HAGERSTOWN, Md. (WDVM) — There is a familiar feeling back in the Kepler Theater. The Elements of Dramatic Production Class at Hagerstown Community College put on their first in-person theater performance since the fall semester of 2019.
John Cunningham is a freshman theater major and was looking forward to his second production at the school. He explained that having an in-person audience allows him to tailor or improve his performance based on the reactions from the audience members.
“It makes it a bit easier because you can interact with them and whenever you see the reactions, you know you’re doing stuff right, and you know, ‘Okay, I’m doing something good. I can keep going with this or I can keep this act going,'” Cunningham explained. “Whereas if they’re at home and you don’t know how you’re doing, it’s like, ‘Am I messing up? Are they not liking it, you know?”
The ongoing pandemic presented a new set of challenges for director Michael Harsh who also teaches the class. He has been an educator for over 40 years and is glad to be able to interact with his students in person rather than online. However, the pandemic has not only limited his contact with his students but also his ability to stage shows as he has in the past.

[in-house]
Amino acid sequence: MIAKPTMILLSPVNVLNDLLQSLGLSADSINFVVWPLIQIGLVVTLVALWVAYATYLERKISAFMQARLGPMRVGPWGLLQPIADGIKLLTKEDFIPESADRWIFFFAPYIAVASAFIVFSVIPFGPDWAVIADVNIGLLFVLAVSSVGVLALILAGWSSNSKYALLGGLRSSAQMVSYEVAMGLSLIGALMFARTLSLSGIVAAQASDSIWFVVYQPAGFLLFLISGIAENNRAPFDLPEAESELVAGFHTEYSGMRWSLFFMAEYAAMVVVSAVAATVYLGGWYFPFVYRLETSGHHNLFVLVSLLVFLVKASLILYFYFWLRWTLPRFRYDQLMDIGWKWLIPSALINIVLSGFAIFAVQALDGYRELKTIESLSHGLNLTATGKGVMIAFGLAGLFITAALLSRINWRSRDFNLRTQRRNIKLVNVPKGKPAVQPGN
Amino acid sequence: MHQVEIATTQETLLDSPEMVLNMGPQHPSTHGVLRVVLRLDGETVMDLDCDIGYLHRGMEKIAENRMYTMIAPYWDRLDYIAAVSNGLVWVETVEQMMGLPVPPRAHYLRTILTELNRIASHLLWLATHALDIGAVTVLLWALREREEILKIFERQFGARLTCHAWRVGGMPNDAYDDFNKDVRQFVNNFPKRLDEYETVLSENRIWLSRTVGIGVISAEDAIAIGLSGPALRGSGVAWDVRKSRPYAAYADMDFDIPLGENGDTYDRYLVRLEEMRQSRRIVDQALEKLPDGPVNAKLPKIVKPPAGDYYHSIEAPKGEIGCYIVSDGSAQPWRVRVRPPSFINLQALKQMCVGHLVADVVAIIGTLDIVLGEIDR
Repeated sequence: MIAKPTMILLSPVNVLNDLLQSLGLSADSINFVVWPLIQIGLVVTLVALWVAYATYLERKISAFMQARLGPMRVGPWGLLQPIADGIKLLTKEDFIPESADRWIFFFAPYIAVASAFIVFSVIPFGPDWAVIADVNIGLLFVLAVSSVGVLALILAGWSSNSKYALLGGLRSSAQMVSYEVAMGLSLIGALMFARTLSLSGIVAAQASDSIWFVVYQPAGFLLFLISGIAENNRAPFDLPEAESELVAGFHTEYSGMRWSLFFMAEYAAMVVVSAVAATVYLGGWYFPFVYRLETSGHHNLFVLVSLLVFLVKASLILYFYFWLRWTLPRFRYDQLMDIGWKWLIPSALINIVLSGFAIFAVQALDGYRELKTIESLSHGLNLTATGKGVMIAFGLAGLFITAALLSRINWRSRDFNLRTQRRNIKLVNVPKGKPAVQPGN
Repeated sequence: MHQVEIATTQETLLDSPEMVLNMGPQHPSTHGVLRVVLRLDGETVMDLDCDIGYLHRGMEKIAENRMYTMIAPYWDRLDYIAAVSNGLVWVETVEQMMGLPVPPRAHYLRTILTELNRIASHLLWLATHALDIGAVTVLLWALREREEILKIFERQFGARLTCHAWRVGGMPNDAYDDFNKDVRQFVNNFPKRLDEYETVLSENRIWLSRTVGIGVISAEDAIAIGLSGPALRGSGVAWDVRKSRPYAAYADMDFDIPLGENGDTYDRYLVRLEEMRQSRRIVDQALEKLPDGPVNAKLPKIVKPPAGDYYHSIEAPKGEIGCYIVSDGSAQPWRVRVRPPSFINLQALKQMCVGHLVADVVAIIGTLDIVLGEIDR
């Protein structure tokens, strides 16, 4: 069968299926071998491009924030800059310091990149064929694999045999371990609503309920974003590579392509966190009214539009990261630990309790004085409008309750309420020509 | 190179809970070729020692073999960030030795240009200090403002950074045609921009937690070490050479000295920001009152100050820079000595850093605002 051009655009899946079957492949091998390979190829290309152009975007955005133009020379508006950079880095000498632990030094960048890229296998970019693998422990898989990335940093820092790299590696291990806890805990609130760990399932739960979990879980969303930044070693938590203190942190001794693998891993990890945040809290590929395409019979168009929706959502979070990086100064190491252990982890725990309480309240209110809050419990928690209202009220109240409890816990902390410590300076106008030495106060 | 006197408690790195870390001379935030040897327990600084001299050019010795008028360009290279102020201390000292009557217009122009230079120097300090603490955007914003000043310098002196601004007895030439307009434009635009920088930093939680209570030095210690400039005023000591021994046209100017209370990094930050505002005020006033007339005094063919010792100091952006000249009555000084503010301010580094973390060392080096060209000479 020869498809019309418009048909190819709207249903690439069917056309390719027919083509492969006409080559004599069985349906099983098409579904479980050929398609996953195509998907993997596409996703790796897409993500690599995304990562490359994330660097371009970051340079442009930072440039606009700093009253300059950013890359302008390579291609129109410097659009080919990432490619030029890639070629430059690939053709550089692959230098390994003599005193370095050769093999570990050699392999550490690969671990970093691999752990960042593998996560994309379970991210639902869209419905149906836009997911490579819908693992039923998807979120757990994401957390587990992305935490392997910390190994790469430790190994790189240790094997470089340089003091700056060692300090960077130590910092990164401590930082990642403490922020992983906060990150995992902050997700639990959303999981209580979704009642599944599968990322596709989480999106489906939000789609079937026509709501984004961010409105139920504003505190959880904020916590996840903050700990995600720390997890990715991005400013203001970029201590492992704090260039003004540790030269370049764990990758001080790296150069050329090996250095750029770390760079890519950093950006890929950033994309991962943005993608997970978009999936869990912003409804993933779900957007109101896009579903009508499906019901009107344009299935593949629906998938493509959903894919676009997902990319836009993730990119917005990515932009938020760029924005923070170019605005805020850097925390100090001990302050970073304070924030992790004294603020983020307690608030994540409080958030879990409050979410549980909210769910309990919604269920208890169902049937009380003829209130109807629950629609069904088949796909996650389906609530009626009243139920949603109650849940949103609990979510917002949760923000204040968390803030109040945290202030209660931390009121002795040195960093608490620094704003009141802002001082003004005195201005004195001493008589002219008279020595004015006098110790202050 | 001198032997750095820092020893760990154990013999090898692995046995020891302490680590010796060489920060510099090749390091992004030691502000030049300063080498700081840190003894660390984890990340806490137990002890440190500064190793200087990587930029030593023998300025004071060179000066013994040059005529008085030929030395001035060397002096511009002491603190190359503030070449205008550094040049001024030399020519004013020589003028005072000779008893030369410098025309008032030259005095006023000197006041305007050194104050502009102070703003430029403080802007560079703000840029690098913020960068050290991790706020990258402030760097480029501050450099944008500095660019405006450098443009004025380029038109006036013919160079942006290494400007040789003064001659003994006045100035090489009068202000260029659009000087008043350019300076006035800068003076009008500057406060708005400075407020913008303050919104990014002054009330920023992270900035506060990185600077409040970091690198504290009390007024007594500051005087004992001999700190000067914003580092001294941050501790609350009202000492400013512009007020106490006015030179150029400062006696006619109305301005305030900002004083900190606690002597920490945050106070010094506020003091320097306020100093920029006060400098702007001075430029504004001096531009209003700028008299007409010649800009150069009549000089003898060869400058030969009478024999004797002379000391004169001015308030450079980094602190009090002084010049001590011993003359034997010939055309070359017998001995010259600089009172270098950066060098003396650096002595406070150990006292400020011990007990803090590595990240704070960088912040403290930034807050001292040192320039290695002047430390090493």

“The challenge in directing is I have to do the same thing [keep six feet of social distance] on stage. Not just masks but I can’t block anybody closer than six feet,” Harsh said. “And of course this [mask] presents unique challenges for articulation, pronunciation, and with mic’ing them.”
Harsh also saw a decline in the number of students in his most recent production. He explained that his shows usually have an average of 15 to 20 students, but this most recent production of “Kairos Komodia (A Time for Comedy)” only had a cast of six students.
Emma Nakopoulos is a sophomore, performing in her first production at HCC. Like Cunningham, she prefers having audience members in the theater, but she believes the pandemic has presented a new opportunity to reach more audience members than just the ones seated inside the theater.
“You can see the audience’s reactions and interactions and you can interact with them. And you can hear whenever somebody thinks something is funny or somebody is sad or somebody is crying,” Nakopolous said. “And with the live stream, you can’t really hear that. But with the live stream, a bunch of other people gets to see it that would not be able to make it.”
Hagerstown Community College will be putting on a production of “The 25th Annual Putnam County Spelling Bee” in April. For more information about the next production, please visit the Kepler Theater website.